Yemen: Prisoner exchange feeds hopes for peace
Under the auspices of the International Committee of the Red Cross, operations involving Houthi rebels and pro-Saudi government have begun. The agreement, reached last month in Switzerland, is the most important with a view to detente between the parties. Two US hostages freed and the remains returned of a third, who died during his imprisonment.
Sana'a (AsiaNews / Agencies) - Hundreds of prisoners have been released in these hours as part of an prisoner exchange between the warring parties in Yemen, the most important operation with a view to peace and detente since the beginning of the conflict in the spring of 2015. The agreement, reached during UN-sponsored talks in Switzerland last month, foresees more than 600 Houthi rebels and 400 pro-government hostages within the next two days.
In recent days, Iranian-backed Shiite militiamen have also released two US prisoners, long in their hands; at the same time, around 200 Houthis were able to return from Oman, where they had gone in the past to receive medical treatment.
The International Committee of the Red Cross (CIR), which supervises the operations, reports that yesterday morning five planes of its fleet left from the towns of Abha, Sanaa and Seiyoun, under the control of the Houthis, loaded with prisoners. UN special envoy for Yemen Martin Griffiths stresses that the agreement represents "another sign that a dialogue of peace can be pursued". He also hopes to be able to enter into another negotiation aimed at the release of prisoners still in the hands of their respective fighting fronts.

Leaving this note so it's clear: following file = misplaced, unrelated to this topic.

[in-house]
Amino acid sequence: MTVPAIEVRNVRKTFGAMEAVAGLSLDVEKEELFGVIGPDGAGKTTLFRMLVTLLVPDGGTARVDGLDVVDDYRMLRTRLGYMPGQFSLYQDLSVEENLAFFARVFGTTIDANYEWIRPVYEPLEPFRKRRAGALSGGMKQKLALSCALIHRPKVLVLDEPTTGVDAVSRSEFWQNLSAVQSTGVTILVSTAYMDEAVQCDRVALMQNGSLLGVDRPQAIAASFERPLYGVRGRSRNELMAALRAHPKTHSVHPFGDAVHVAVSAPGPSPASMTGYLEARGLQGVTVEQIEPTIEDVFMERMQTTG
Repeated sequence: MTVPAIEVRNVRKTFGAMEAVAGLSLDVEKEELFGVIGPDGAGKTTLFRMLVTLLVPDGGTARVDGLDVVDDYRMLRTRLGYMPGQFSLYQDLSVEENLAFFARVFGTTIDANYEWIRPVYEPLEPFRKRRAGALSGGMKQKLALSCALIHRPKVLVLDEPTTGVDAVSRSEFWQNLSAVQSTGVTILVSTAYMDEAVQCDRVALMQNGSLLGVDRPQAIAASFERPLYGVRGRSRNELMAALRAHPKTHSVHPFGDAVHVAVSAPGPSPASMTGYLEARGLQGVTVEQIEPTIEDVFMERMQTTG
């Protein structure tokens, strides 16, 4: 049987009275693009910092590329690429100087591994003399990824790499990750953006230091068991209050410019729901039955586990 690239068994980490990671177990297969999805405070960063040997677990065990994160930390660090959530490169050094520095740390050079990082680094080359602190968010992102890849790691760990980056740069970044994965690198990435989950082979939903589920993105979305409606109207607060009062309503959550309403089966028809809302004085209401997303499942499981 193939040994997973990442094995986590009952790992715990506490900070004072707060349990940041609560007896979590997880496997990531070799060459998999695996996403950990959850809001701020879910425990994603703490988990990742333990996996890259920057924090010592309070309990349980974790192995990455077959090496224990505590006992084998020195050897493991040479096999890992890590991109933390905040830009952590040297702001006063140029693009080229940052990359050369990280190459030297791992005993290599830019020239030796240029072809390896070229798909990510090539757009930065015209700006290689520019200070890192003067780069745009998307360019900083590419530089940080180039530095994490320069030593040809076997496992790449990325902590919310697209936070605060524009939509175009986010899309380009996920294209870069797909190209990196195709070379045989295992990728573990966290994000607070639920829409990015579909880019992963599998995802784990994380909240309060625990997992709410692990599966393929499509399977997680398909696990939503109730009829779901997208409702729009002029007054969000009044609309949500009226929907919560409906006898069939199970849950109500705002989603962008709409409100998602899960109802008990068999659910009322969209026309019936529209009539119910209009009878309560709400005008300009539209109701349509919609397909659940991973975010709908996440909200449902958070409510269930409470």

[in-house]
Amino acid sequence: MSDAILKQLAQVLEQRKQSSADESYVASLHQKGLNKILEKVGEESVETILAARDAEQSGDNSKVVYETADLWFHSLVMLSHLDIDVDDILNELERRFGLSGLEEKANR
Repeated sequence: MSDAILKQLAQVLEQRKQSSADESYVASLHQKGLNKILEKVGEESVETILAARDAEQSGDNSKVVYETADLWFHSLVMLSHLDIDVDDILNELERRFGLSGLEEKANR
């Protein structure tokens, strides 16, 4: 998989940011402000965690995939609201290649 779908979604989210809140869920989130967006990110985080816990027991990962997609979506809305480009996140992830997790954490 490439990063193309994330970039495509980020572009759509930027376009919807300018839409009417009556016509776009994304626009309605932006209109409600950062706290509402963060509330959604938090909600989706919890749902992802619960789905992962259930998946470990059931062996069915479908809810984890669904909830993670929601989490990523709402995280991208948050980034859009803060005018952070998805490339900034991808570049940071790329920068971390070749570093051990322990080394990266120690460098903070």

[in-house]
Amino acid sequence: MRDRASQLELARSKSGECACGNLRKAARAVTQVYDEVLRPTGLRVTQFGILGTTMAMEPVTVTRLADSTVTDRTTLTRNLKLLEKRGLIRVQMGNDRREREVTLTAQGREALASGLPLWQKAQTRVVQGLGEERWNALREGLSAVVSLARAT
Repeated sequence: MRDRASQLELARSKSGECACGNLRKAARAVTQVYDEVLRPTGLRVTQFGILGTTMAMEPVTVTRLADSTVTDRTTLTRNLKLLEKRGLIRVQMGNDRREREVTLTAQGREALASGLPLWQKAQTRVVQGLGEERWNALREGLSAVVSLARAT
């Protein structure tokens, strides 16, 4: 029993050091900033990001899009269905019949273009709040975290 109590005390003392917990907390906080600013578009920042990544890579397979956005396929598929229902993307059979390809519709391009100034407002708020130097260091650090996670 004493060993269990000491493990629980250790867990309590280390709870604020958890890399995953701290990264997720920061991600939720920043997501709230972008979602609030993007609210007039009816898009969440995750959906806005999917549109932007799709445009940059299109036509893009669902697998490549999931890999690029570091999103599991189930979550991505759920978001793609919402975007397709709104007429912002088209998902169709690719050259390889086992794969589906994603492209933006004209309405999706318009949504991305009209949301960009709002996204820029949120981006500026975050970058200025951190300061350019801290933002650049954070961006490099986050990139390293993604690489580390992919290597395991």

In 2018 the two parties had signed the release of 15 thousand hostages, but the agreement has never found practical application.
The war in Yemen began in 2014 as an internal conflict between pro-Saudi government and Shiite Houthi rebels close to Iran. It degenerated in March 2015 with the intervention of the Arab coalition led by Riyadh and has registered over 10 thousand dead and 55 thousand injured. Independent bodies set the toll (between January 2016 and the end of July 2018) at about 57 thousand deaths.
For the UN the conflict has triggered "the worst humanitarian crisis in the world", about 24 million Yemenis (80% of the population) urgently need humanitarian assistance. The coronavirus pandemic has had even more devastating impact with a healthcare system that has collapsed. Millions of people are on the verge of starvation and experts say children will suffer the consequences for the next 20 years.
Finally, in these hours US government sources confirm the release of two compatriots: one of them is Sandra Loli, a humanitarian worker for three years in the hands of her kidnappers, and the businessman Mikael Gidada, kidnapped a year ago. The rebels also returned the remains of a third hostage, Bilal Fateen, who died during his imprisonment.